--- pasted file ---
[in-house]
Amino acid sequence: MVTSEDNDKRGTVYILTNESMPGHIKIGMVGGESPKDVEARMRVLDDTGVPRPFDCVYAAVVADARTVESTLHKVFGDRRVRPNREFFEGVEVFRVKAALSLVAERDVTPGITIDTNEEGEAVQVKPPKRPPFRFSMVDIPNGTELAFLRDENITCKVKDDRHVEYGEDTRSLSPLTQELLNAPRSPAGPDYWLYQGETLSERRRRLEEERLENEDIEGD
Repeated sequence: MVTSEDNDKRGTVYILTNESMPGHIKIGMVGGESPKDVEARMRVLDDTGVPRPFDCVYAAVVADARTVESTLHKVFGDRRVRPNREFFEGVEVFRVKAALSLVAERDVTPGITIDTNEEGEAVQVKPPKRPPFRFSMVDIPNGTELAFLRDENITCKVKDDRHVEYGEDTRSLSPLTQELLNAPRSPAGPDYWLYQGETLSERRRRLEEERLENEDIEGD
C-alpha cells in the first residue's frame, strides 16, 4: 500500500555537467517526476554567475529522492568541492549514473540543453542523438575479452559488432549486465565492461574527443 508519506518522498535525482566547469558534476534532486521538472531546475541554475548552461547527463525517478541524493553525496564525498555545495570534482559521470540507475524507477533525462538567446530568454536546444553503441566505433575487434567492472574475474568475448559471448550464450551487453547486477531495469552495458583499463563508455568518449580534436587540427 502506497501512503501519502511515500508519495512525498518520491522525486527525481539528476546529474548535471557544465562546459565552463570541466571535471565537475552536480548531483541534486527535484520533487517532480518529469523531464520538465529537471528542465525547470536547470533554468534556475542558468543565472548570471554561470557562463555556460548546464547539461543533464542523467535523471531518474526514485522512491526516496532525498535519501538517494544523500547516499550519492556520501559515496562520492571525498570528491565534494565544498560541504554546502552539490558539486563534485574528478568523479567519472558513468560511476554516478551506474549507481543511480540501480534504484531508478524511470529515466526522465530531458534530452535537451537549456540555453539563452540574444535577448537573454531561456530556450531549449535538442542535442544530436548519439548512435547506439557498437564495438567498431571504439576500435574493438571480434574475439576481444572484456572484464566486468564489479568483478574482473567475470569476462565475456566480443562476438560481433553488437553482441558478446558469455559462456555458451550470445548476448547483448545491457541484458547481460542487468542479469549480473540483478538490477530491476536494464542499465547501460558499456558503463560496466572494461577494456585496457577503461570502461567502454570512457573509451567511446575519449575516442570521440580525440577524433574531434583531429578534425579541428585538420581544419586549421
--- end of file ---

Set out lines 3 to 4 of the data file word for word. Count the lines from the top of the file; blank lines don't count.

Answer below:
Repeated sequence: MVTSEDNDKRGTVYILTNESMPGHIKIGMVGGESPKDVEARMRVLDDTGVPRPFDCVYAAVVADARTVESTLHKVFGDRRVRPNREFFEGVEVFRVKAALSLVAERDVTPGITIDTNEEGEAVQVKPPKRPPFRFSMVDIPNGTELAFLRDENITCKVKDDRHVEYGEDTRSLSPLTQELLNAPRSPAGPDYWLYQGETLSERRRRLEEERLENEDIEGD
C-alpha cells in the first residue's frame, strides 16, 4: 500500500555537467517526476554567475529522492568541492549514473540543453542523438575479452559488432549486465565492461574527443 508519506518522498535525482566547469558534476534532486521538472531546475541554475548552461547527463525517478541524493553525496564525498555545495570534482559521470540507475524507477533525462538567446530568454536546444553503441566505433575487434567492472574475474568475448559471448550464450551487453547486477531495469552495458583499463563508455568518449580534436587540427 502506497501512503501519502511515500508519495512525498518520491522525486527525481539528476546529474548535471557544465562546459565552463570541466571535471565537475552536480548531483541534486527535484520533487517532480518529469523531464520538465529537471528542465525547470536547470533554468534556475542558468543565472548570471554561470557562463555556460548546464547539461543533464542523467535523471531518474526514485522512491526516496532525498535519501538517494544523500547516499550519492556520501559515496562520492571525498570528491565534494565544498560541504554546502552539490558539486563534485574528478568523479567519472558513468560511476554516478551506474549507481543511480540501480534504484531508478524511470529515466526522465530531458534530452535537451537549456540555453539563452540574444535577448537573454531561456530556450531549449535538442542535442544530436548519439548512435547506439557498437564495438567498431571504439576500435574493438571480434574475439576481444572484456572484464566486468564489479568483478574482473567475470569476462565475456566480443562476438560481433553488437553482441558478446558469455559462456555458451550470445548476448547483448545491457541484458547481460542487468542479469549480473540483478538490477530491476536494464542499465547501460558499456558503463560496466572494461577494456585496457577503461570502461567502454570512457573509451567511446575519449575516442570521440580525440577524433574531434583531429578534425579541428585538420581544419586549421